So Why Don't More Women Win Top Chef?

Mike Isabella and Richard Blaise: Top Chef finalists, and men.
Mike Isabella and Richard Blaise: Top Chef finalists, and men.

Another dude has won another season of Top Chef, and that's provided another opportunity to ask why there aren't more female chefs not only in the winners' circle, but also in the upper echelons of the kitchen hierarchy.

"Why can't women win Top Chef?" asks the story on Yahoo Shine. Several of the show's female contestants have some answers: "I don't think men are more professional," says Casey Thompson. "I think it's just how competition is built and played." "Women can only go so hard without getting labeled a 'b-tch,' but men can push to the end of the universe," says Tiffani Faison, who also contends that Jen Carroll wasn't sent home because of a bad dish, but because of a bad attitude. And according to Tiffany Derry, "Certain people mess up as much as anybody else, but for us it's an emotional thing." Incidentally, adds Thompson, "guys hated when women made soups."

All of this, of course, is exactly the sort of stuff people say to explain why women have a harder time than men in professional kitchens. It shouldn't come as that great a surprise that, as the article says, reality cooking competitions present a microcosm of the gender politics at play in restaurant kitchens. But seeking to explain the imbalance on TV also ignores the obvious, which is not only that contestants are sent home based on the judges' taste buds, but also that contestants with so-called bad attitudes are good for ratings and thus likely to stick around a little longer. And the bias argument is further weakened by Casey Thompson's own admission that "the judges really don't pull favorite cards. It's really about the food."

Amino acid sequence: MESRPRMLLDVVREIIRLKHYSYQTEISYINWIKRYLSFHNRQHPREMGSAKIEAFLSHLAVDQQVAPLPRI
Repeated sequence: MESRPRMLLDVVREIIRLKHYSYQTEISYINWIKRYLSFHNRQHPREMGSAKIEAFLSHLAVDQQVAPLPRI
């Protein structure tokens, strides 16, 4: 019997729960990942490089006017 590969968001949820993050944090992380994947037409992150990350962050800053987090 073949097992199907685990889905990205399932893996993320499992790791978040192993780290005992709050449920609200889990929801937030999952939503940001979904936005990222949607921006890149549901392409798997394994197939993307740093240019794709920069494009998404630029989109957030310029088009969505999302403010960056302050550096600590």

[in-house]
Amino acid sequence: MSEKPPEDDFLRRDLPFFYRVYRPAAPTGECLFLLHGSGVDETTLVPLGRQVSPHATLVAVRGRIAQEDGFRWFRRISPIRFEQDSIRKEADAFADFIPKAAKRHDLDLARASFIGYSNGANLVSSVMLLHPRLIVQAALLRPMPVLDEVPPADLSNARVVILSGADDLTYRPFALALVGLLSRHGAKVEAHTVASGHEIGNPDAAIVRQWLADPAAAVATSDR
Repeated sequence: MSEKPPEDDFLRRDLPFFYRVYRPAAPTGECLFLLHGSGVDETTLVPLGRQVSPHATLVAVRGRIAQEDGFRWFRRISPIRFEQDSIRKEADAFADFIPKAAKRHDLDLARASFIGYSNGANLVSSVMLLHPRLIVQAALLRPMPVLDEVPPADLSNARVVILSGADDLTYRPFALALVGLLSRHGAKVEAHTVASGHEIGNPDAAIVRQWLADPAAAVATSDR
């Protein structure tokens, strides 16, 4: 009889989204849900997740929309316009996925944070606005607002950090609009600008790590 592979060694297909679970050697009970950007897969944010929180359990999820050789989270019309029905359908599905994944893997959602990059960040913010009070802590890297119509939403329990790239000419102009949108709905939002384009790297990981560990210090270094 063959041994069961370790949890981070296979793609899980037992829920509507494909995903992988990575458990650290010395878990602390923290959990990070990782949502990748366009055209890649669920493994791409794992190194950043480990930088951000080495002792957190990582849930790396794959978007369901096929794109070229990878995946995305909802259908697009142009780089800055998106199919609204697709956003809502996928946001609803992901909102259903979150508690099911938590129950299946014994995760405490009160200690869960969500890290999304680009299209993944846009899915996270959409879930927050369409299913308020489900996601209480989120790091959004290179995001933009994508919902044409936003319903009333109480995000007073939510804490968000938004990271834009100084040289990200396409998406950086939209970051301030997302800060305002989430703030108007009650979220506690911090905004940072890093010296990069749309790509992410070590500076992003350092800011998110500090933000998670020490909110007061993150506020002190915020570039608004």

Of course, there's that old argument that women and men cook differently, which is usually framed by saying men like to do molecular things and women like to make comfort food. But while Richard Blaise certainly knew his way around a liquid-nitrogen canister, that argument is as overly simplified as it is tiring. There is, of course, plenty of dick-swinging on Top Chef, and that's tiresome, too, but as much as we'd like to see another woman win the title (Stephanie Izard is the only woman to have done so during the show's eight seasons), we'd also like to have a different conversation about why professional kitchens discriminate not only against women, but pretty much anyone who isn't a white male.

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